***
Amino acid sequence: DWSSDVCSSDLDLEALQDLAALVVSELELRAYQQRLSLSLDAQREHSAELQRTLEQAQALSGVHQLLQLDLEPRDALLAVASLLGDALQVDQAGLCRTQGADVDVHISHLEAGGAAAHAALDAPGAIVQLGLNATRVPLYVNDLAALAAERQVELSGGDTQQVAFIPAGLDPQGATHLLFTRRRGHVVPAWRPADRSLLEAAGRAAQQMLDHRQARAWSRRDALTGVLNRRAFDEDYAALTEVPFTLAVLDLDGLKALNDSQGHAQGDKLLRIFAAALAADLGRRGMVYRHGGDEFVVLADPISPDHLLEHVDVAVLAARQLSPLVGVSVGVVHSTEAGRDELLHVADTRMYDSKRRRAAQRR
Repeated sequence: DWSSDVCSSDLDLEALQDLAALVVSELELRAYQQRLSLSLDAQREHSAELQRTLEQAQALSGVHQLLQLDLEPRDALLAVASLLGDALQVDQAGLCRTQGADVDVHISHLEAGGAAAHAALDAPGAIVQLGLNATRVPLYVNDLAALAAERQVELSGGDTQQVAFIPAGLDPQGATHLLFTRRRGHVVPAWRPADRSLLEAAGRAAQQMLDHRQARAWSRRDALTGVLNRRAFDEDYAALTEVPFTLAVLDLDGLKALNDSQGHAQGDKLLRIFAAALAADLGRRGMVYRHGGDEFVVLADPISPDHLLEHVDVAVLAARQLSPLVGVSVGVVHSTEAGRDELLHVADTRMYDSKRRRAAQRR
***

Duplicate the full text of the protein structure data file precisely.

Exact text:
Amino acid sequence: DWSSDVCSSDLDLEALQDLAALVVSELELRAYQQRLSLSLDAQREHSAELQRTLEQAQALSGVHQLLQLDLEPRDALLAVASLLGDALQVDQAGLCRTQGADVDVHISHLEAGGAAAHAALDAPGAIVQLGLNATRVPLYVNDLAALAAERQVELSGGDTQQVAFIPAGLDPQGATHLLFTRRRGHVVPAWRPADRSLLEAAGRAAQQMLDHRQARAWSRRDALTGVLNRRAFDEDYAALTEVPFTLAVLDLDGLKALNDSQGHAQGDKLLRIFAAALAADLGRRGMVYRHGGDEFVVLADPISPDHLLEHVDVAVLAARQLSPLVGVSVGVVHSTEAGRDELLHVADTRMYDSKRRRAAQRR
Repeated sequence: DWSSDVCSSDLDLEALQDLAALVVSELELRAYQQRLSLSLDAQREHSAELQRTLEQAQALSGVHQLLQLDLEPRDALLAVASLLGDALQVDQAGLCRTQGADVDVHISHLEAGGAAAHAALDAPGAIVQLGLNATRVPLYVNDLAALAAERQVELSGGDTQQVAFIPAGLDPQGATHLLFTRRRGHVVPAWRPADRSLLEAAGRAAQQMLDHRQARAWSRRDALTGVLNRRAFDEDYAALTEVPFTLAVLDLDGLKALNDSQGHAQGDKLLRIFAAALAADLGRRGMVYRHGGDEFVVLADPISPDHLLEHVDVAVLAARQLSPLVGVSVGVVHSTEAGRDELLHVADTRMYDSKRRRAAQRR